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28 September 2012, 17:38 | Updated: 28 September 2012, 17:49
Pregnant women are to be vaccinated against whooping cough, health officials said, after the biggest outbreak of the illness for two decades claimed the lives of nine babies.
So far this year nine infants under the age of three months have died in England as a result of the infectious disease.
There have been 4,791 confirmed cases in England and Wales between January and August - four times more than the total figure for 2011, when there were 1,118 cases, the Health Protection Agency (HPA) said.
Chief Medical Officer Professor Dame Sally Davies, the Government's principal medical adviser, said that mothers-to-be will be offered the vaccination to protect their newborn babies.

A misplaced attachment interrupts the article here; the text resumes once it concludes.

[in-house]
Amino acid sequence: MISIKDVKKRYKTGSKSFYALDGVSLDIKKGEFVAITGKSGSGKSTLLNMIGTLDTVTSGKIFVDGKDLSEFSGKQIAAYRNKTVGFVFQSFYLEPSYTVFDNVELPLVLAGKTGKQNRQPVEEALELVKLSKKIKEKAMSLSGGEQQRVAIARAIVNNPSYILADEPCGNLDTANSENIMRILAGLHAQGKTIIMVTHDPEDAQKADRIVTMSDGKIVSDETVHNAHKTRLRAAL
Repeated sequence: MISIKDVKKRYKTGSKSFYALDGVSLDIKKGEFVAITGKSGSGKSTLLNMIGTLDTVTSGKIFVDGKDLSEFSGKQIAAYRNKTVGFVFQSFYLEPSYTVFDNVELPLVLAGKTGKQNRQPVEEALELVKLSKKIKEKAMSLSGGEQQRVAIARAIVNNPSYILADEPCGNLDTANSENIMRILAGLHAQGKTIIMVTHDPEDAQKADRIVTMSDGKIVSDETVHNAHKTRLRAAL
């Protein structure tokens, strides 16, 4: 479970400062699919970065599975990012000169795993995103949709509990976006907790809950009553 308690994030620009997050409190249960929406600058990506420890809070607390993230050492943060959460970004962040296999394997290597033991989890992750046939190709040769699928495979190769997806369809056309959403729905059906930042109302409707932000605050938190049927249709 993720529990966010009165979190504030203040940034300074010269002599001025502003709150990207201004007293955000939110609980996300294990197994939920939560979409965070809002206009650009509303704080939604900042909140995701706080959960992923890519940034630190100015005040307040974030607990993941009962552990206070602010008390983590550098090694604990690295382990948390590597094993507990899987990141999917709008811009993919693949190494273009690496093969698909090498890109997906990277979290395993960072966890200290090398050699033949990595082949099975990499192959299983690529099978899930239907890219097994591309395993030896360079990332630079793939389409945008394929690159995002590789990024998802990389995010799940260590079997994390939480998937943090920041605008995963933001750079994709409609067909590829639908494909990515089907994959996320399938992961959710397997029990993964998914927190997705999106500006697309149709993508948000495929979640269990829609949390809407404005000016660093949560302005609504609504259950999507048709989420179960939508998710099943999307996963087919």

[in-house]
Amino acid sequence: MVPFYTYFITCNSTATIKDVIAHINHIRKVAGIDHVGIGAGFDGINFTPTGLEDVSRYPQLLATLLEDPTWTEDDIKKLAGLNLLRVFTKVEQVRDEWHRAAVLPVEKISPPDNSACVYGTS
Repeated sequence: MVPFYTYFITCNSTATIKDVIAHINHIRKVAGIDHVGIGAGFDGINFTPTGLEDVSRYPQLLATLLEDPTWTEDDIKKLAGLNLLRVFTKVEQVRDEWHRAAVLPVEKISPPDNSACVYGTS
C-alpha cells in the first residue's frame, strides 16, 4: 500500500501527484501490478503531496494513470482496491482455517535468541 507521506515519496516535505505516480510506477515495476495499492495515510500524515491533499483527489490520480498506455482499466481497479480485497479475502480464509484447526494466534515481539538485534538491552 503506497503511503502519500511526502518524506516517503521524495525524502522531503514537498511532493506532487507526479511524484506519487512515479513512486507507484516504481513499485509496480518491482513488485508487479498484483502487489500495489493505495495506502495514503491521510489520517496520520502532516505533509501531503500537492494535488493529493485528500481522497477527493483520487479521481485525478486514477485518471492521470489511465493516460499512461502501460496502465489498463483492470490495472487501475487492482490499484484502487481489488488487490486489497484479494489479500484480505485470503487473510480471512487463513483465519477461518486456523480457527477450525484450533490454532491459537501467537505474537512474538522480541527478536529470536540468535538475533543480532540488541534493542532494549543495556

Youngsters cannot receive the jab until they are two months old. Vaccinating their mothers before they are born will boost their immunity until they reach the age they can get the injection themselves, Dame Sally said.
From Monday, women across the UK who are between 28 and 38 weeks pregnant will be offered the vaccination.
Dr Jenny Harries from NHS Norfolk is telling Heart why they want to offer it: "Little babies don't respond to vaccinations very well and so if we give the vaccine early they actually don't respond. So what we're trying to do here is boost the Mum's antibodies and they will pass to the baby so that when the child's born it has the maximum protection."
For more information go to the Department Of Health website at: http://www.dh.gov.uk/en/index.htm